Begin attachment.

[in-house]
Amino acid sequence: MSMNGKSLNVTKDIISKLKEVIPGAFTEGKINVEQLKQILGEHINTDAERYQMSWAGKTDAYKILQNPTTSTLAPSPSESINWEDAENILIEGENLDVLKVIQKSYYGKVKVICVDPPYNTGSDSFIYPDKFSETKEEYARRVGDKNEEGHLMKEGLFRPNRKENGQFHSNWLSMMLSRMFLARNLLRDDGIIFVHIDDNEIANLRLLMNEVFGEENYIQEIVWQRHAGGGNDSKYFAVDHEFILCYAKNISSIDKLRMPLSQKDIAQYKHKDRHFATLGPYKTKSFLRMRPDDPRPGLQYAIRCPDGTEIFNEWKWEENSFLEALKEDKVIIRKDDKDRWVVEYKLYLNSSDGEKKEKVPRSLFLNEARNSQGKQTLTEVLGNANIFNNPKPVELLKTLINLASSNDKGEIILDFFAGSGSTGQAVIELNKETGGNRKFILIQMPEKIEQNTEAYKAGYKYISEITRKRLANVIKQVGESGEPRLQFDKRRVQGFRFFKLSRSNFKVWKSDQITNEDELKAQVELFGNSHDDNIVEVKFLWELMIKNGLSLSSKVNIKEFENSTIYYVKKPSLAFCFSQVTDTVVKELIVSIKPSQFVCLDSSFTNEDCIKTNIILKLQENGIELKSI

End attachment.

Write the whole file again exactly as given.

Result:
[in-house]
Amino acid sequence: MSMNGKSLNVTKDIISKLKEVIPGAFTEGKINVEQLKQILGEHINTDAERYQMSWAGKTDAYKILQNPTTSTLAPSPSESINWEDAENILIEGENLDVLKVIQKSYYGKVKVICVDPPYNTGSDSFIYPDKFSETKEEYARRVGDKNEEGHLMKEGLFRPNRKENGQFHSNWLSMMLSRMFLARNLLRDDGIIFVHIDDNEIANLRLLMNEVFGEENYIQEIVWQRHAGGGNDSKYFAVDHEFILCYAKNISSIDKLRMPLSQKDIAQYKHKDRHFATLGPYKTKSFLRMRPDDPRPGLQYAIRCPDGTEIFNEWKWEENSFLEALKEDKVIIRKDDKDRWVVEYKLYLNSSDGEKKEKVPRSLFLNEARNSQGKQTLTEVLGNANIFNNPKPVELLKTLINLASSNDKGEIILDFFAGSGSTGQAVIELNKETGGNRKFILIQMPEKIEQNTEAYKAGYKYISEITRKRLANVIKQVGESGEPRLQFDKRRVQGFRFFKLSRSNFKVWKSDQITNEDELKAQVELFGNSHDDNIVEVKFLWELMIKNGLSLSSKVNIKEFENSTIYYVKKPSLAFCFSQVTDTVVKELIVSIKPSQFVCLDSSFTNEDCIKTNIILKLQENGIELKSI